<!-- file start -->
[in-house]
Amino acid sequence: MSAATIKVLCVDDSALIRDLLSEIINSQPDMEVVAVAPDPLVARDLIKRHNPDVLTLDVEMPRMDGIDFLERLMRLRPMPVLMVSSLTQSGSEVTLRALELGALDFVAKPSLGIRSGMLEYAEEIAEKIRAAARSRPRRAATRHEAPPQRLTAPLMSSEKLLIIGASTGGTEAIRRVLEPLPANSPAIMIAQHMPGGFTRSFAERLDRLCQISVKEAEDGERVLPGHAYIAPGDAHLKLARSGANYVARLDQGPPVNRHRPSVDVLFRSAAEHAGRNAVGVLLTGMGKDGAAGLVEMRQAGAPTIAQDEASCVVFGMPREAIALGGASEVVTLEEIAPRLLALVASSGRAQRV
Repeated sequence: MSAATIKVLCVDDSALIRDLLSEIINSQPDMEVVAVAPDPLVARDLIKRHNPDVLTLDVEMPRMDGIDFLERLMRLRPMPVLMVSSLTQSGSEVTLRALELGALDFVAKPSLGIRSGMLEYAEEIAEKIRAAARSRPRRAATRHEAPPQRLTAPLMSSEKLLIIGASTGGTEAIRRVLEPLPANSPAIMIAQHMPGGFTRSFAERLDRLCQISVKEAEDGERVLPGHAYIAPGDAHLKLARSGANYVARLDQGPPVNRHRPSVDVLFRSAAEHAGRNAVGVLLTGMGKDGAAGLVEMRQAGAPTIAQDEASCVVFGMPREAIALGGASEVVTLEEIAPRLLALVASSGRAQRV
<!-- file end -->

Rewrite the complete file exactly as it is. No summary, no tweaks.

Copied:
[in-house]
Amino acid sequence: MSAATIKVLCVDDSALIRDLLSEIINSQPDMEVVAVAPDPLVARDLIKRHNPDVLTLDVEMPRMDGIDFLERLMRLRPMPVLMVSSLTQSGSEVTLRALELGALDFVAKPSLGIRSGMLEYAEEIAEKIRAAARSRPRRAATRHEAPPQRLTAPLMSSEKLLIIGASTGGTEAIRRVLEPLPANSPAIMIAQHMPGGFTRSFAERLDRLCQISVKEAEDGERVLPGHAYIAPGDAHLKLARSGANYVARLDQGPPVNRHRPSVDVLFRSAAEHAGRNAVGVLLTGMGKDGAAGLVEMRQAGAPTIAQDEASCVVFGMPREAIALGGASEVVTLEEIAPRLLALVASSGRAQRV
Repeated sequence: MSAATIKVLCVDDSALIRDLLSEIINSQPDMEVVAVAPDPLVARDLIKRHNPDVLTLDVEMPRMDGIDFLERLMRLRPMPVLMVSSLTQSGSEVTLRALELGALDFVAKPSLGIRSGMLEYAEEIAEKIRAAARSRPRRAATRHEAPPQRLTAPLMSSEKLLIIGASTGGTEAIRRVLEPLPANSPAIMIAQHMPGGFTRSFAERLDRLCQISVKEAEDGERVLPGHAYIAPGDAHLKLARSGANYVARLDQGPPVNRHRPSVDVLFRSAAEHAGRNAVGVLLTGMGKDGAAGLVEMRQAGAPTIAQDEASCVVFGMPREAIALGGASEVVTLEEIAPRLLALVASSGRAQRV